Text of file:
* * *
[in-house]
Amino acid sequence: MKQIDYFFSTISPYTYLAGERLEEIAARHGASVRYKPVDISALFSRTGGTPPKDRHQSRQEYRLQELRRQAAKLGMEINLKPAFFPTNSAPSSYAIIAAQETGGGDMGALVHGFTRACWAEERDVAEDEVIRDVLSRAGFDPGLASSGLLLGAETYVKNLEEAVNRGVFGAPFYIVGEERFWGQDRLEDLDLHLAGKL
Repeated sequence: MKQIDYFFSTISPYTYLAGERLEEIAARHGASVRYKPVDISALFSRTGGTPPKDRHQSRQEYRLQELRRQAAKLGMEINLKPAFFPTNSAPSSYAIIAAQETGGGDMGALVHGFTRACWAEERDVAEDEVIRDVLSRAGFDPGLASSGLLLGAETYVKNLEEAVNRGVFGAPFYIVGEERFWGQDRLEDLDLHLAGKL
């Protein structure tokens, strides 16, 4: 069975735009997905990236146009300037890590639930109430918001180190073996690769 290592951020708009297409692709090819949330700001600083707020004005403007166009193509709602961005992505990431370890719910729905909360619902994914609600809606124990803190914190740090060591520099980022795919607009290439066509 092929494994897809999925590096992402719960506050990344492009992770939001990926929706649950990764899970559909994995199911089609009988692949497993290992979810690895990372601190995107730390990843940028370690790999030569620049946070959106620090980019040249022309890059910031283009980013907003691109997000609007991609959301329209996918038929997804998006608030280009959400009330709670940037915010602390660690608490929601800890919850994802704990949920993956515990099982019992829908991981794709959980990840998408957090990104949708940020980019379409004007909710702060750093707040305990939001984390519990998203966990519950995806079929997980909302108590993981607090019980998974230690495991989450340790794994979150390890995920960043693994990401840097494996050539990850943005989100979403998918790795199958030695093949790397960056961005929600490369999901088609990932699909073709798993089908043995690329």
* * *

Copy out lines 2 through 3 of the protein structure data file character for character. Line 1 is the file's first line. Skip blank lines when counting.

Amino acid sequence: MKQIDYFFSTISPYTYLAGERLEEIAARHGASVRYKPVDISALFSRTGGTPPKDRHQSRQEYRLQELRRQAAKLGMEINLKPAFFPTNSAPSSYAIIAAQETGGGDMGALVHGFTRACWAEERDVAEDEVIRDVLSRAGFDPGLASSGLLLGAETYVKNLEEAVNRGVFGAPFYIVGEERFWGQDRLEDLDLHLAGKL
Repeated sequence: MKQIDYFFSTISPYTYLAGERLEEIAARHGASVRYKPVDISALFSRTGGTPPKDRHQSRQEYRLQELRRQAAKLGMEINLKPAFFPTNSAPSSYAIIAAQETGGGDMGALVHGFTRACWAEERDVAEDEVIRDVLSRAGFDPGLASSGLLLGAETYVKNLEEAVNRGVFGAPFYIVGEERFWGQDRLEDLDLHLAGKL